With the planet’s climate predicted to change, there are a lot of ways for us to live differently to stop this change or at least make it bearable for the other organisms that we live with. One way is using whale conservation as a way to obtain carbon credits.
Oceanographer Andrew Pershing wants carbon credits for whale conservation and suggests that if the whale populations made a comeback it they could uptake 9 million tonnes of carbon in their biomass. Put into perspective, 9 million tonnes is comparable to 11,000 square kilometers of forest. Sort of like a tree taking carbon from the atmosphere, but instead the whales take it out of their environment through what they eat. In addition to this, when they die and their bodies sink to the ocean floor, it is so deep that the carbon can take centuries for it to resurface into the air. Of course it doesn’t make a dent in the 7 billion tonnes of carbon made by humans, but it’s a starting place for whale conservationists to jump in on the carbon credits idea.
Pershing’s proposal was met with optimism by other scientists who agree and see it as a way to help conservation efforts for whales. There are other benefits that can come from this idea as well. Whale feces are high in iron and can help algal growth in oceans. This means more algae in the ocean and thus more food for many different organisms. The same idea can also be used for large fish like bluefin tuna and big sharks.
Either way this idea seems to suggest a new way for conservationists to gain incentive for rebuilding populations of large animals that hasn’t been thought of before. It soon may be advantageous for the environment to help protect and care for these large animals due to their role in the carbon cycle. This would help give a more concrete reason to preserve the animals than solely relying on their aesthetic value and their importance in their “separate” environment.
I’m still a little skeptical of the whole “carbon credits” method of controlling our green house gasses. Yet this idea certainly puts it to good use by motivating people to protect whales in the ocean.
Posted by Daniel Solomon (3)
This is a very strange article. I'm not quite sure I see the point of how carbon credits can effect whale populations but I'm sure there is some data on it. In my opinions, where humans should be environmentally responsible and replant as many trees as possible in areas where that is possible, the hype on global warming is a bit much. When it effects species such as a whale, researchers must find the cause and figure a solution. At some point this carbon effect will have a detramental effect on the global food chain. Whales are just one example of this.ReplyDelete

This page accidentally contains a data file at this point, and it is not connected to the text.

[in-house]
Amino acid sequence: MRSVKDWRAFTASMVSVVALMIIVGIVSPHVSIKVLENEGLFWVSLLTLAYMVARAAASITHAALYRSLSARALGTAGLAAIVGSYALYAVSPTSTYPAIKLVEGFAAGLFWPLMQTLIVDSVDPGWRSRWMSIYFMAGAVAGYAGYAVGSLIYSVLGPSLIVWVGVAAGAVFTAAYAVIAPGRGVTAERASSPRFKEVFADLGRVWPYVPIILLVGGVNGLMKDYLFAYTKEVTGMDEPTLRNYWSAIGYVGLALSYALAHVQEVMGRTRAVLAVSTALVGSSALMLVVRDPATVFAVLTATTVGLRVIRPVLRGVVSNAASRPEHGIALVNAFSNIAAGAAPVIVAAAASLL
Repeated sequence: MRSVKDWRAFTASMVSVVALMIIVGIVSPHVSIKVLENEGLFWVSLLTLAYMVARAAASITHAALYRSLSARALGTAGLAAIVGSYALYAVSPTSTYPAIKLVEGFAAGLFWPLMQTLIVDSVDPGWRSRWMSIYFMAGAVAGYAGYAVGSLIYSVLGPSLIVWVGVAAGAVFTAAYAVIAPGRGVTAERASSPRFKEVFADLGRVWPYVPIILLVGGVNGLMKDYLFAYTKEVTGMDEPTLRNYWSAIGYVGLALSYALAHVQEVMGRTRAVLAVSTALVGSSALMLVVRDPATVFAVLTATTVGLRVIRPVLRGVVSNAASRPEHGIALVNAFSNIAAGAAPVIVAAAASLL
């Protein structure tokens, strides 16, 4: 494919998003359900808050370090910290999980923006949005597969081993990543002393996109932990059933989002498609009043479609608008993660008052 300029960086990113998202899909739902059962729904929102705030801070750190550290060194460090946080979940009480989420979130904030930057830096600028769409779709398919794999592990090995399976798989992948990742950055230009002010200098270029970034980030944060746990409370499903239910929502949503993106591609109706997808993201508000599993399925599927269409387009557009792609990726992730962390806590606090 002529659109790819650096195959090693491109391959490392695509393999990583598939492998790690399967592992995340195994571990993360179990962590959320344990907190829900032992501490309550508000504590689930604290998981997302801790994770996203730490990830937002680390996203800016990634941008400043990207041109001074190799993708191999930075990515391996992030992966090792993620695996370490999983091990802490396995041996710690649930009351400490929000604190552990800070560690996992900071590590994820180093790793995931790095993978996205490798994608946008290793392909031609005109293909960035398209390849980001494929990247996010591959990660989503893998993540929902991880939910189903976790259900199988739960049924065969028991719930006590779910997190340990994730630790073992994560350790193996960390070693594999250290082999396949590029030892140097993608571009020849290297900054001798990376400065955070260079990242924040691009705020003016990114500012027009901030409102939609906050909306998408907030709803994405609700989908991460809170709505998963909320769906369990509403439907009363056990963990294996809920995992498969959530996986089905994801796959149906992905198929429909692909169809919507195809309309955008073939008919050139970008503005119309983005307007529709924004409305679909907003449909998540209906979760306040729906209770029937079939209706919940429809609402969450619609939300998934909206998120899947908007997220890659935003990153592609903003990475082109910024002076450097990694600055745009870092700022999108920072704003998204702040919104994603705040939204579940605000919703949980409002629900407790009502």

I agree with the fact that something needs to be done about erasing the carbon debt that keeps piling up year after year. I know that some coal factories have been rebuilt with specific carbon scrubbing smoke stacks while other research has tried to find a way to relocate carbon emission deep underground. Helping whale populations sounds like a plausible idea but like it was mentioned, compared to the thousands of tons that we emit annually, we need more efficient ways of dealing with the problem.ReplyDelete
Posted by Charly Almonte
I must say that the whole idea of carbon credits if laughable. The article is some kind of fairyland dreamsequence. We have no idea about correleation between increase in the whale population, and their effect on the carbon in the air. The idea of carbon credits is offensive to some people. The fact is the man made global warming issue is becoming more and more cloudy everday. There is new data, being disclosed, and some of the head pro global warming scientist have admited the data is wrong, and there has not been any warming for many years. As scientist it is important to take feelngs aside and focus on the data, and if the data cannot be reproduced or if they admitly leave out data or rearnage the data so it will fit their preconcieved notions, then it is what it is junk science.ReplyDelete
I do agree that the idea is absurd by trying to use carbon credits for whales. It does certainly border being junk science, driven by feelings and baseless facts. The article certainly could have put in more evidence for how stopping whale hunting can decrease carbon emissions in the atmosphere. There are definitely better ways to promote whale conservation.ReplyDelete
Posted by Daniel Solomon
I think that it is okay that whales are being exchanged for Carbon credits. Although the most ideal situation would be to reduce emissions and save the whales at the same time, that comes at a financial and legislative cost. I cannot verify any of the science behind this article, however I like that new innovative ways of thinking are being applied to fighting climate change on numerous fronts. To me, this article represents a “killing two birds with one stone” method. Clearly it is not perfect, but why not help save whales which will reduce greenhouse gases? The whales may not make a significant dent in the pollution, but every little bit counts.ReplyDelete
Posted by: Matt Grazewski